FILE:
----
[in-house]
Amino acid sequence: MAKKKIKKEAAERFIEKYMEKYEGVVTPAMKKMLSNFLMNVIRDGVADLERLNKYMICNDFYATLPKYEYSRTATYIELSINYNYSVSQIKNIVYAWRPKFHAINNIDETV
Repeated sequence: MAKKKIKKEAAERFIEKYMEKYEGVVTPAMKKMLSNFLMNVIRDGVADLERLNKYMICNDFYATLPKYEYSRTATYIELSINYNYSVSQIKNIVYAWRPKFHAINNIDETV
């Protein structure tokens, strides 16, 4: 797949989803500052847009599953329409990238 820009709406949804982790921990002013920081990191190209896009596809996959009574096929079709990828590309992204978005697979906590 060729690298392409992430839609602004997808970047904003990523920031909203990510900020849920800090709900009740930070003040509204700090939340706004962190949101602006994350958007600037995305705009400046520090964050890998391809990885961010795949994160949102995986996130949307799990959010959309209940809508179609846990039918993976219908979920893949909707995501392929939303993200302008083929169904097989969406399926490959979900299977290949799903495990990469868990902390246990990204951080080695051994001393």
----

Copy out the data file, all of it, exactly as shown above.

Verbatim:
[in-house]
Amino acid sequence: MAKKKIKKEAAERFIEKYMEKYEGVVTPAMKKMLSNFLMNVIRDGVADLERLNKYMICNDFYATLPKYEYSRTATYIELSINYNYSVSQIKNIVYAWRPKFHAINNIDETV
Repeated sequence: MAKKKIKKEAAERFIEKYMEKYEGVVTPAMKKMLSNFLMNVIRDGVADLERLNKYMICNDFYATLPKYEYSRTATYIELSINYNYSVSQIKNIVYAWRPKFHAINNIDETV
């Protein structure tokens, strides 16, 4: 797949989803500052847009599953329409990238 820009709406949804982790921990002013920081990191190209896009596809996959009574096929079709990828590309992204978005697979906590 060729690298392409992430839609602004997808970047904003990523920031909203990510900020849920800090709900009740930070003040509204700090939340706004962190949101602006994350958007600037995305705009400046520090964050890998391809990885961010795949994160949102995986996130949307799990959010959309209940809508179609846990039918993976219908979920893949909707995501392929939303993200302008083929169904097989969406399926490959979900299977290949799903495990990469868990902390246990990204951080080695051994001393």